• Looking at the roles and functions of developer relations
  • Further elaboration on developer relations functions as well as boosting adoption and communities 
  • Where should startups most invest their time regarding developer relations? 

Demystifying Product Marketing with Jim Walker, Vice President of Product Marketing at Cockroach Labs

In this discussion, Jim demystifies the role and responsibilities of product marketing, shares his framework for getting messaging right, describes how to approach messaging with the goal of category creation versus going after an incumbent, and what characteristics to look for in hiring a great product marketer.

Jim is Vice President of Product Marketing at Cockroach Labs. He is an expert in early-stage product marketing, shaping the messaging and positioning of generational developer brands including CoreOS and Hortonworks. 

Show Notes

  • What are the responsibilities of product marketing, why it’s important to get it right, and how to develop a strategy 
  • Communicating product marketing to users vs. communicating it to upper management 
  • Does the message change when you’re trying to create a new category for your product vs. going after a large incumbent in an existing market?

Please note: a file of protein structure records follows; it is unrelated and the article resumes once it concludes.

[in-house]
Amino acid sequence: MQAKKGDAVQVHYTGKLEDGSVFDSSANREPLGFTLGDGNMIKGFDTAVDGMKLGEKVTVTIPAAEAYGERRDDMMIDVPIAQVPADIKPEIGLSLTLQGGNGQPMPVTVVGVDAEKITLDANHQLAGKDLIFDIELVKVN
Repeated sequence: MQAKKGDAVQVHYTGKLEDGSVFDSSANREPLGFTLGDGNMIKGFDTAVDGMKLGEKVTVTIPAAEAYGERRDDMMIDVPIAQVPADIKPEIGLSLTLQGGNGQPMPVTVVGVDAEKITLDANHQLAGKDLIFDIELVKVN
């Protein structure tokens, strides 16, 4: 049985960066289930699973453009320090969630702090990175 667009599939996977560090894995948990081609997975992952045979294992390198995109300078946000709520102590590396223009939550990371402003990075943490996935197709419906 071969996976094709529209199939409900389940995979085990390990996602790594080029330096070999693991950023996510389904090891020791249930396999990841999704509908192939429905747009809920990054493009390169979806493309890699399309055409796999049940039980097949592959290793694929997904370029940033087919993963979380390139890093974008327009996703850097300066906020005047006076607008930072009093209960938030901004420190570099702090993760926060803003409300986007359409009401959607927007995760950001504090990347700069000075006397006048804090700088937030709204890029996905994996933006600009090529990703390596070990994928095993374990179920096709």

• Dealing with the tradeoff of being direct vs. aspiration with your messaging

Much Ado about Open Source Licensing with Adam Jacob, Co-Founder and CEO at The System Initiative

In the latest episode of Built For Devs, Lenny Pruss and Adam Jacob talk about about how to develop a successful open-source strategy as an early-stage company.  Listeners will hear Adam define open-source, provide reasons to pursue an open-source strategy versus a pure SaaS model, and discuss the critical role of trust in getting products to market, as well as the explicit and implicit tradeoffs between OSS and OSS-adjacent license types.

Adam is co-founder and CEO of System Initiative. He is a pioneer in DevOps and a leading voice for sustainable and free open source communities, having created Chef, the open source infrastructure automation platform, and co-founded the eponymous company Chef Software. 

Show Notes

  • Defining open-source. Is it a product development strategy? Or is it a distribution strategy? What is it? 
  • How has the role of open-source evolved over the years, especially with the advent of cloud computing? 
  • Looking at open-source distribution for products 
  • The success of being open-source vs. building as a SAS from day one 
  • Building a trust dynamic with open-sourcing
  • Looking at OSS licenses and exploring the tradeoffs between the most and least permissible types 
  • Inviting the right kind of competition using open-sourcing 
  • What licensing strategy should you take as a startup? 
  • Is it worth opting for foundation-led open-source?